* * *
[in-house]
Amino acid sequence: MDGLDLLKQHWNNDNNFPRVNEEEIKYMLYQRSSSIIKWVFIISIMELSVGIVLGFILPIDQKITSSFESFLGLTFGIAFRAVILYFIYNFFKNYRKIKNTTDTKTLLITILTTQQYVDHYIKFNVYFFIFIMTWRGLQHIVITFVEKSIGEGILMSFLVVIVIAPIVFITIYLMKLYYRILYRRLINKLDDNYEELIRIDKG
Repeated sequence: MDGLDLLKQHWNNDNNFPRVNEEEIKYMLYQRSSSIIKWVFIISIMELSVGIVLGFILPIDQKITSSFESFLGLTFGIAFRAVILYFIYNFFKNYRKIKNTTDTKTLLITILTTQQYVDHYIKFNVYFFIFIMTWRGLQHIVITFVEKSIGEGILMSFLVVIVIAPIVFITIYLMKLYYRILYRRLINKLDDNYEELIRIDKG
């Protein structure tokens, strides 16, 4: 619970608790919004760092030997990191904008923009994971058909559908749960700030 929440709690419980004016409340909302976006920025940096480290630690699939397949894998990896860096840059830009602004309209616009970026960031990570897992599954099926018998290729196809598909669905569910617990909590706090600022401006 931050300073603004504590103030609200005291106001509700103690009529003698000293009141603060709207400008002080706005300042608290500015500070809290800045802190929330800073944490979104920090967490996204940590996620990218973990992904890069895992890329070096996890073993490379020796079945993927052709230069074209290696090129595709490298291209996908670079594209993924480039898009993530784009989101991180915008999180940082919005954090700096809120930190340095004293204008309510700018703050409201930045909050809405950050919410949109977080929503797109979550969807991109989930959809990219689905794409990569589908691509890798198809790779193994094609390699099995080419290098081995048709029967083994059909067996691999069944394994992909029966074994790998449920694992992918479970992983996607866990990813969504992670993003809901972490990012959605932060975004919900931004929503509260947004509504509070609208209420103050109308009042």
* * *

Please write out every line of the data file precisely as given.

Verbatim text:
[in-house]
Amino acid sequence: MDGLDLLKQHWNNDNNFPRVNEEEIKYMLYQRSSSIIKWVFIISIMELSVGIVLGFILPIDQKITSSFESFLGLTFGIAFRAVILYFIYNFFKNYRKIKNTTDTKTLLITILTTQQYVDHYIKFNVYFFIFIMTWRGLQHIVITFVEKSIGEGILMSFLVVIVIAPIVFITIYLMKLYYRILYRRLINKLDDNYEELIRIDKG
Repeated sequence: MDGLDLLKQHWNNDNNFPRVNEEEIKYMLYQRSSSIIKWVFIISIMELSVGIVLGFILPIDQKITSSFESFLGLTFGIAFRAVILYFIYNFFKNYRKIKNTTDTKTLLITILTTQQYVDHYIKFNVYFFIFIMTWRGLQHIVITFVEKSIGEGILMSFLVVIVIAPIVFITIYLMKLYYRILYRRLINKLDDNYEELIRIDKG
């Protein structure tokens, strides 16, 4: 619970608790919004760092030997990191904008923009994971058909559908749960700030 929440709690419980004016409340909302976006920025940096480290630690699939397949894998990896860096840059830009602004309209616009970026960031990570897992599954099926018998290729196809598909669905569910617990909590706090600022401006 931050300073603004504590103030609200005291106001509700103690009529003698000293009141603060709207400008002080706005300042608290500015500070809290800045802190929330800073944490979104920090967490996204940590996620990218973990992904890069895992890329070096996890073993490379020796079945993927052709230069074209290696090129595709490298291209996908670079594209993924480039898009993530784009989101991180915008999180940082919005954090700096809120930190340095004293204008309510700018703050409201930045909050809405950050919410949109977080929503797109979550969807991109989930959809990219689905794409990569589908691509890798198809790779193994094609390699099995080419290098081995048709029967083994059909067996691999069944394994992909029966074994790998449920694992992918479970992983996607866990990813969504992670993003809901972490990012959605932060975004919900931004929503509260947004509504509070609208209420103050109308009042």